Good Measurement

Look for measures underpinned by good, not PR

Our persistence to understand measurement is real and it takes time. We’re not like some others, where rapid commercialisation of advertising impact measures is more important than the stability of the construct on which they are based. Take attention measurement, for example. If you have read our work in the past two years you will have seen our commentary on the attention economy (commonly referred to as the new black of advertising measurement). Research sellers (and media owners) are now scrambling to integrate attention measurement into their commercial bag of tricks. And rightly so, attention is a vital pre-cursor to advertising impact. However, many of these measures fail to tick all (or any) of the golden rules of measurement. Meanwhile unsuspecting advertisers are reeled in by the fancy PR.

The golden rules of measurement for advertisers to consider are:

The quality of the construct:  Quality measurement of marketing data needs to begin with the measurement of the right constructs.  They need to be grounded in theory and demonstrated by way of empirical evidence to be linked to how marketing affects buyer and consumer behaviour.  Such constructs also need to be measurable. Ideally, empirical evidence supporting their use should be generalised across many contexts (eg. time, countries, product categories) so that it can be applied by marketers across the range of conditions in which they are marketing.  

The quality of construct measurement:  Choosing the right construct is one thing, but how that construct is measured is another.  For example, in the assessment of advertising creative executions, researchers have shown that the emotion triggered by an advertisement is important for its effectiveness.  Emotions as a construct can be measured in many different ways and there are a number of commercially available emotion software development kits that use Ekman’s 6 emotions as their basis.  But what if, after all this time Ekman’s list of emotions was shown to be wrong or needing modification? All of a sudden, the quality of the measurement construct is in doubt, as well as is its capacity to be used to evaluate effective advertisements.

The quality of the collection:  Marketing data, like any data, can be affected by poor collection methods.  Issues include: one-off findings that cannot be generalised, confounding factors that lay at the heart of claimed results not being controlled for, and the poor management of human bias. These issues have been part of the fabric of the market research industry for many decades. Perhaps the most classic example of bias in traditional market research practices is the reliance on human memory. It’s hard to remember what you did yesterday, let alone the advertising you saw. And guessing what behaviour you might express if you were in a buying situation is even further away from the reality of a 5pm stop at the supermarket with two cranky toddlers. Diary based collections, recall metrics and prompted intention to buy, all carry methodological biases that can skew results and be misinterpreted. The future of measurement is less about asking people what they think they saw, and more about passive data collection techniques with actual observation of behaviours in their natural environment.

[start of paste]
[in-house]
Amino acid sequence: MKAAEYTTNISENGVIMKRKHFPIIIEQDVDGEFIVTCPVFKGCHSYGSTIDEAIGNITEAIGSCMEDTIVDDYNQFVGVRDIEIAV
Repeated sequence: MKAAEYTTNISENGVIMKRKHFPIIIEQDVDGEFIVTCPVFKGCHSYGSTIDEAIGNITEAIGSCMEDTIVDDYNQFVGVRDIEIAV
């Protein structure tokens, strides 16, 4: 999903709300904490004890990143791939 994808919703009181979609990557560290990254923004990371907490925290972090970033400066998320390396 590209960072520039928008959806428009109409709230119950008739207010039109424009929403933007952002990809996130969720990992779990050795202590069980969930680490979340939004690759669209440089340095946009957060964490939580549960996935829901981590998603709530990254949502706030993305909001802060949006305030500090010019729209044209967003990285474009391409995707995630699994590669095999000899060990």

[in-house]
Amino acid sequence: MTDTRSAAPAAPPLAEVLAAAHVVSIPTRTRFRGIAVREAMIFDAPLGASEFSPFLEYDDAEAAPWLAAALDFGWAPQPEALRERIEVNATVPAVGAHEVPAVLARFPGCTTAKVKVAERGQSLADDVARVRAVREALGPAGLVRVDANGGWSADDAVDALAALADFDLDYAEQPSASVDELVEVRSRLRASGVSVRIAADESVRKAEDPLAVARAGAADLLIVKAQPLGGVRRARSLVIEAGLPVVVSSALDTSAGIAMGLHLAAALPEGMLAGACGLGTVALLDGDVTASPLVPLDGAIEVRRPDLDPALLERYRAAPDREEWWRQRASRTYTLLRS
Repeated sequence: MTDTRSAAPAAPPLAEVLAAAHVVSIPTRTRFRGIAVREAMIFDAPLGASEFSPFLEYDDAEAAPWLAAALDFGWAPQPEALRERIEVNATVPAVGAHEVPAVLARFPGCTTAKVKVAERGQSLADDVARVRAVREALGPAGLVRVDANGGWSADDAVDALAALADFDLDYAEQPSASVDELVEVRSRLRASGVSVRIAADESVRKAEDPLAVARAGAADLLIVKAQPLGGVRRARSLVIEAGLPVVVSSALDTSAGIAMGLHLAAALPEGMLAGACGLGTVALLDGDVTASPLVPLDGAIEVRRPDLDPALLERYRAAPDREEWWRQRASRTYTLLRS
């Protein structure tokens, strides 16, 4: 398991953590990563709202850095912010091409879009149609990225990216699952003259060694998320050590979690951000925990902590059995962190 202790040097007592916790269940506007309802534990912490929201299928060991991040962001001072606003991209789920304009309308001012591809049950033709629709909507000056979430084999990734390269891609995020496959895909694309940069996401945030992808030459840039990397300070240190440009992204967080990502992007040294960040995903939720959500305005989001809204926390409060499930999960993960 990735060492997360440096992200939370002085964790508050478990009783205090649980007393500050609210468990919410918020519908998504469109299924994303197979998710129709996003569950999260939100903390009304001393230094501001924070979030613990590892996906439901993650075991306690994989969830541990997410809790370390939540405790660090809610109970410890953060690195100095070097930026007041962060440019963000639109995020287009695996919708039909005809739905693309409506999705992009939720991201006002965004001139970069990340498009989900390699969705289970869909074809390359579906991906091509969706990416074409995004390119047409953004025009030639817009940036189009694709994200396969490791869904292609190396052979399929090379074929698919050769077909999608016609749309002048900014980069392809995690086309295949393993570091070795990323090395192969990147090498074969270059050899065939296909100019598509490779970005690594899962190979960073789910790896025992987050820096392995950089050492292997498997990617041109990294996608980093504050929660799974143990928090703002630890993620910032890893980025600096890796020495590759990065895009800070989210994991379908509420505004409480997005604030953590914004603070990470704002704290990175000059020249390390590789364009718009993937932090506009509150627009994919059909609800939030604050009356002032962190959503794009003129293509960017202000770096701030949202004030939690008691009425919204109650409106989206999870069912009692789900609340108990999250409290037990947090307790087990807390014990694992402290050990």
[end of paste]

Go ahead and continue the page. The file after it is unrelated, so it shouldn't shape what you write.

We love the idea of advertisers learning more about measurement at a deeper level. If you base fundamental marketing decisions on fundamentally flawed measures, you start the race handicapped. We want advertisers to feel confident enough to ask questions about the rigour behind the measures used and request research papers that openly describe the methodological construct and process. This will determine whether the measure is built to be truly meaningful for brand growth.

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